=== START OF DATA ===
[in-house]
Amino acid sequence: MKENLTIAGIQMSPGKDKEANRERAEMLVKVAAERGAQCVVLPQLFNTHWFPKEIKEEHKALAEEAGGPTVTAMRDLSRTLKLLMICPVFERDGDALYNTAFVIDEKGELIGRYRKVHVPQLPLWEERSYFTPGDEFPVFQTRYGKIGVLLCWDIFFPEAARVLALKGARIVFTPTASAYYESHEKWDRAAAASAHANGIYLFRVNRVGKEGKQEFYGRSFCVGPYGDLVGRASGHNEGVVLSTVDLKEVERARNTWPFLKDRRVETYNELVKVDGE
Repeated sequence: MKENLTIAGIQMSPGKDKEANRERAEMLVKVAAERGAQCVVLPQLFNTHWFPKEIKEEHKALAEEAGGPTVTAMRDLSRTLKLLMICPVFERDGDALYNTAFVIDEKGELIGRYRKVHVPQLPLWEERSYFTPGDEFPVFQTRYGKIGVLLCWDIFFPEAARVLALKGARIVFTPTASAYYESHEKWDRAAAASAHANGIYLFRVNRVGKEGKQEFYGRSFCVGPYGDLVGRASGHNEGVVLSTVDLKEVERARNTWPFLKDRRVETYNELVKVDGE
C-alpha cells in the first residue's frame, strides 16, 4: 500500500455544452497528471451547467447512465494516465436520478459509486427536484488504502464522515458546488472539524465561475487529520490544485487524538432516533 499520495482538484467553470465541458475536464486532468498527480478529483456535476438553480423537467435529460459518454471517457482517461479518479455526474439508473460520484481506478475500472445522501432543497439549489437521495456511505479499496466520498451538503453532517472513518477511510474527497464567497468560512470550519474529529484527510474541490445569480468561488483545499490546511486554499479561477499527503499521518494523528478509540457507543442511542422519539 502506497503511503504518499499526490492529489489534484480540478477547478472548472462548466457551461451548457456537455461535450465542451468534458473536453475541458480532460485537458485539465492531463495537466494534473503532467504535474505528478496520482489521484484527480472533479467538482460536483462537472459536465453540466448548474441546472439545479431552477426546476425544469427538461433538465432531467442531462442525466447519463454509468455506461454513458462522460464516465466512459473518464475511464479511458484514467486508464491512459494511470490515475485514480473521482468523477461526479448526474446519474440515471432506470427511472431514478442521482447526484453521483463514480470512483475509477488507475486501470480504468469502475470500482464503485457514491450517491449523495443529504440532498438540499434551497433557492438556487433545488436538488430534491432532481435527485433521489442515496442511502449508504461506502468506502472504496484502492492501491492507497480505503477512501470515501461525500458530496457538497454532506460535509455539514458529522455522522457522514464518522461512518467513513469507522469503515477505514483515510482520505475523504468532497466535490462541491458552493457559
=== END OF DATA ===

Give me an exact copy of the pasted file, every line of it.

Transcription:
[in-house]
Amino acid sequence: MKENLTIAGIQMSPGKDKEANRERAEMLVKVAAERGAQCVVLPQLFNTHWFPKEIKEEHKALAEEAGGPTVTAMRDLSRTLKLLMICPVFERDGDALYNTAFVIDEKGELIGRYRKVHVPQLPLWEERSYFTPGDEFPVFQTRYGKIGVLLCWDIFFPEAARVLALKGARIVFTPTASAYYESHEKWDRAAAASAHANGIYLFRVNRVGKEGKQEFYGRSFCVGPYGDLVGRASGHNEGVVLSTVDLKEVERARNTWPFLKDRRVETYNELVKVDGE
Repeated sequence: MKENLTIAGIQMSPGKDKEANRERAEMLVKVAAERGAQCVVLPQLFNTHWFPKEIKEEHKALAEEAGGPTVTAMRDLSRTLKLLMICPVFERDGDALYNTAFVIDEKGELIGRYRKVHVPQLPLWEERSYFTPGDEFPVFQTRYGKIGVLLCWDIFFPEAARVLALKGARIVFTPTASAYYESHEKWDRAAAASAHANGIYLFRVNRVGKEGKQEFYGRSFCVGPYGDLVGRASGHNEGVVLSTVDLKEVERARNTWPFLKDRRVETYNELVKVDGE
C-alpha cells in the first residue's frame, strides 16, 4: 500500500455544452497528471451547467447512465494516465436520478459509486427536484488504502464522515458546488472539524465561475487529520490544485487524538432516533 499520495482538484467553470465541458475536464486532468498527480478529483456535476438553480423537467435529460459518454471517457482517461479518479455526474439508473460520484481506478475500472445522501432543497439549489437521495456511505479499496466520498451538503453532517472513518477511510474527497464567497468560512470550519474529529484527510474541490445569480468561488483545499490546511486554499479561477499527503499521518494523528478509540457507543442511542422519539 502506497503511503504518499499526490492529489489534484480540478477547478472548472462548466457551461451548457456537455461535450465542451468534458473536453475541458480532460485537458485539465492531463495537466494534473503532467504535474505528478496520482489521484484527480472533479467538482460536483462537472459536465453540466448548474441546472439545479431552477426546476425544469427538461433538465432531467442531462442525466447519463454509468455506461454513458462522460464516465466512459473518464475511464479511458484514467486508464491512459494511470490515475485514480473521482468523477461526479448526474446519474440515471432506470427511472431514478442521482447526484453521483463514480470512483475509477488507475486501470480504468469502475470500482464503485457514491450517491449523495443529504440532498438540499434551497433557492438556487433545488436538488430534491432532481435527485433521489442515496442511502449508504461506502468506502472504496484502492492501491492507497480505503477512501470515501461525500458530496457538497454532506460535509455539514458529522455522522457522514464518522461512518467513513469507522469503515477505514483515510482520505475523504468532497466535490462541491458552493457559